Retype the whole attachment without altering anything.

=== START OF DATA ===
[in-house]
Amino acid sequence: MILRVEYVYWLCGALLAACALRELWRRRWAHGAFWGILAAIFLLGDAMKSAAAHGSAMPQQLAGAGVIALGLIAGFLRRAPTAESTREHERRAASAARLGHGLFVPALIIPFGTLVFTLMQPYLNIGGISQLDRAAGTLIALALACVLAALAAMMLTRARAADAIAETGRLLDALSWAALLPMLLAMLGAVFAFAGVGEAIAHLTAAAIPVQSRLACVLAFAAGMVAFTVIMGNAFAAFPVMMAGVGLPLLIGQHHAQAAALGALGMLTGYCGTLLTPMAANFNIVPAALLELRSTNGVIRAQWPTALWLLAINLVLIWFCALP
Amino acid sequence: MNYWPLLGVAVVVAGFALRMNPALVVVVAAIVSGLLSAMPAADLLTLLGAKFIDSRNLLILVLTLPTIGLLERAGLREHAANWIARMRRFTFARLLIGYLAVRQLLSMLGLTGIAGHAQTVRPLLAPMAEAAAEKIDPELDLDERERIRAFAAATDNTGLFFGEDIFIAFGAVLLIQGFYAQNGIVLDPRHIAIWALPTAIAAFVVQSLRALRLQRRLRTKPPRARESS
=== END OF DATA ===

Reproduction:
[in-house]
Amino acid sequence: MILRVEYVYWLCGALLAACALRELWRRRWAHGAFWGILAAIFLLGDAMKSAAAHGSAMPQQLAGAGVIALGLIAGFLRRAPTAESTREHERRAASAARLGHGLFVPALIIPFGTLVFTLMQPYLNIGGISQLDRAAGTLIALALACVLAALAAMMLTRARAADAIAETGRLLDALSWAALLPMLLAMLGAVFAFAGVGEAIAHLTAAAIPVQSRLACVLAFAAGMVAFTVIMGNAFAAFPVMMAGVGLPLLIGQHHAQAAALGALGMLTGYCGTLLTPMAANFNIVPAALLELRSTNGVIRAQWPTALWLLAINLVLIWFCALP
Amino acid sequence: MNYWPLLGVAVVVAGFALRMNPALVVVVAAIVSGLLSAMPAADLLTLLGAKFIDSRNLLILVLTLPTIGLLERAGLREHAANWIARMRRFTFARLLIGYLAVRQLLSMLGLTGIAGHAQTVRPLLAPMAEAAAEKIDPELDLDERERIRAFAAATDNTGLFFGEDIFIAFGAVLLIQGFYAQNGIVLDPRHIAIWALPTAIAAFVVQSLRALRLQRRLRTKPPRARESS